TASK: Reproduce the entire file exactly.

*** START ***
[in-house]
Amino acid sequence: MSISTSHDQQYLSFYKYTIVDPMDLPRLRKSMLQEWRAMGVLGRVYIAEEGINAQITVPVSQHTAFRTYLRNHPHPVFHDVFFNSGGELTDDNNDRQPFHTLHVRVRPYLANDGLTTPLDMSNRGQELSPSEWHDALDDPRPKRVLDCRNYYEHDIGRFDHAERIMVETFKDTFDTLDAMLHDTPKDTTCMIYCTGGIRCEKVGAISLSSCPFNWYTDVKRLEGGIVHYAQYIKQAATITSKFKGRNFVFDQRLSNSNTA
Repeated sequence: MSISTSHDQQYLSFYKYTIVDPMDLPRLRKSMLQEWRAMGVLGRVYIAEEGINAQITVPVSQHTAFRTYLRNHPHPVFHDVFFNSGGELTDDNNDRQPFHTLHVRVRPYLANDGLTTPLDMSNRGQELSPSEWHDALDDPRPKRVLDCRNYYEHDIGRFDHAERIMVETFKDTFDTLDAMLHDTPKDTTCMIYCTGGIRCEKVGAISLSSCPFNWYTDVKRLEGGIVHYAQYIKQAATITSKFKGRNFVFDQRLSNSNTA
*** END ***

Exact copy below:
[in-house]
Amino acid sequence: MSISTSHDQQYLSFYKYTIVDPMDLPRLRKSMLQEWRAMGVLGRVYIAEEGINAQITVPVSQHTAFRTYLRNHPHPVFHDVFFNSGGELTDDNNDRQPFHTLHVRVRPYLANDGLTTPLDMSNRGQELSPSEWHDALDDPRPKRVLDCRNYYEHDIGRFDHAERIMVETFKDTFDTLDAMLHDTPKDTTCMIYCTGGIRCEKVGAISLSSCPFNWYTDVKRLEGGIVHYAQYIKQAATITSKFKGRNFVFDQRLSNSNTA
Repeated sequence: MSISTSHDQQYLSFYKYTIVDPMDLPRLRKSMLQEWRAMGVLGRVYIAEEGINAQITVPVSQHTAFRTYLRNHPHPVFHDVFFNSGGELTDDNNDRQPFHTLHVRVRPYLANDGLTTPLDMSNRGQELSPSEWHDALDDPRPKRVLDCRNYYEHDIGRFDHAERIMVETFKDTFDTLDAMLHDTPKDTTCMIYCTGGIRCEKVGAISLSSCPFNWYTDVKRLEGGIVHYAQYIKQAATITSKFKGRNFVFDQRLSNSNTA